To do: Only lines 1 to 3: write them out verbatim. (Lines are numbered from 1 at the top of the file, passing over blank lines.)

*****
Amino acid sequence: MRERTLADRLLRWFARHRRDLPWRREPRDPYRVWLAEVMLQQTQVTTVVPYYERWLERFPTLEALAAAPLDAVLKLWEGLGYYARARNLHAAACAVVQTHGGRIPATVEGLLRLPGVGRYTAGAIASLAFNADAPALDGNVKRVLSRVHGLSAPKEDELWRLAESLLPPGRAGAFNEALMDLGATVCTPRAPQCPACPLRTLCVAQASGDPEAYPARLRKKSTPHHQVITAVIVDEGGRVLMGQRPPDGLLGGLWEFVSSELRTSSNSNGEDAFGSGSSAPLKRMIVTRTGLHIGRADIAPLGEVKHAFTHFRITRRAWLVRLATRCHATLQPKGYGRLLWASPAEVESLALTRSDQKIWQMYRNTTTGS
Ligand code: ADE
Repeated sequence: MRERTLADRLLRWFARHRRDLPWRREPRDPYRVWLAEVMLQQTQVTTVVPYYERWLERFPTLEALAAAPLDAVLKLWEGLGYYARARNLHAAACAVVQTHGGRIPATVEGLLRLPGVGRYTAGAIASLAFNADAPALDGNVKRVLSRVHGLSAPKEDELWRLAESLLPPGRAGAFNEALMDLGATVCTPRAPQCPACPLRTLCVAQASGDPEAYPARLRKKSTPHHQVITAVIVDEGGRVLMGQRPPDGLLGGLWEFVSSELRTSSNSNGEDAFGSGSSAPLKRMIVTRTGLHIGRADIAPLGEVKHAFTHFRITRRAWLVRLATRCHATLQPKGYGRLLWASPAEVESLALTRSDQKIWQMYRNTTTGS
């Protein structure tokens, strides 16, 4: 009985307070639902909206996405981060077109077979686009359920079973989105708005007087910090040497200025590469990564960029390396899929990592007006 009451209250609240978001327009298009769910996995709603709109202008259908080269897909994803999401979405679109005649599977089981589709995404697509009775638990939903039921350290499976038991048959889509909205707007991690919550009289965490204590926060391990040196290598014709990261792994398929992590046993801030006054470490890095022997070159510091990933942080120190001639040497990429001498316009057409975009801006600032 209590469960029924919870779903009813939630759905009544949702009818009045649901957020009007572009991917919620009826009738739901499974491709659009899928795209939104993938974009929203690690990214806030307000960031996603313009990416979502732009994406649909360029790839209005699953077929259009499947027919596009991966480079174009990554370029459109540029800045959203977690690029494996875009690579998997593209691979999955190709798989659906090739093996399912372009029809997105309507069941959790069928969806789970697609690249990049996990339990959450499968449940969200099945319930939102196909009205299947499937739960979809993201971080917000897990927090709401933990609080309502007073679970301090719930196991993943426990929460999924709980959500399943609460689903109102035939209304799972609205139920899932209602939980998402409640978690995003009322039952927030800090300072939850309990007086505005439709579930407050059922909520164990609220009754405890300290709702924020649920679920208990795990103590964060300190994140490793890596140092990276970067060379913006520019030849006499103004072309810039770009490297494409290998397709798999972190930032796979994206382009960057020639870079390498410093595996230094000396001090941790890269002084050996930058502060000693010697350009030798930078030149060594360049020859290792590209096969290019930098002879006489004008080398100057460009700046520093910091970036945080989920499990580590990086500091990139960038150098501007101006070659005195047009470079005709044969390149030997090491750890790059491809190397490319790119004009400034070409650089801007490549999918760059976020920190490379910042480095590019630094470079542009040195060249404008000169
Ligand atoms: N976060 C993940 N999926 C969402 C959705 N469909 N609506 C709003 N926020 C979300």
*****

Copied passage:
Amino acid sequence: MRERTLADRLLRWFARHRRDLPWRREPRDPYRVWLAEVMLQQTQVTTVVPYYERWLERFPTLEALAAAPLDAVLKLWEGLGYYARARNLHAAACAVVQTHGGRIPATVEGLLRLPGVGRYTAGAIASLAFNADAPALDGNVKRVLSRVHGLSAPKEDELWRLAESLLPPGRAGAFNEALMDLGATVCTPRAPQCPACPLRTLCVAQASGDPEAYPARLRKKSTPHHQVITAVIVDEGGRVLMGQRPPDGLLGGLWEFVSSELRTSSNSNGEDAFGSGSSAPLKRMIVTRTGLHIGRADIAPLGEVKHAFTHFRITRRAWLVRLATRCHATLQPKGYGRLLWASPAEVESLALTRSDQKIWQMYRNTTTGS
Ligand code: ADE
Repeated sequence: MRERTLADRLLRWFARHRRDLPWRREPRDPYRVWLAEVMLQQTQVTTVVPYYERWLERFPTLEALAAAPLDAVLKLWEGLGYYARARNLHAAACAVVQTHGGRIPATVEGLLRLPGVGRYTAGAIASLAFNADAPALDGNVKRVLSRVHGLSAPKEDELWRLAESLLPPGRAGAFNEALMDLGATVCTPRAPQCPACPLRTLCVAQASGDPEAYPARLRKKSTPHHQVITAVIVDEGGRVLMGQRPPDGLLGGLWEFVSSELRTSSNSNGEDAFGSGSSAPLKRMIVTRTGLHIGRADIAPLGEVKHAFTHFRITRRAWLVRLATRCHATLQPKGYGRLLWASPAEVESLALTRSDQKIWQMYRNTTTGS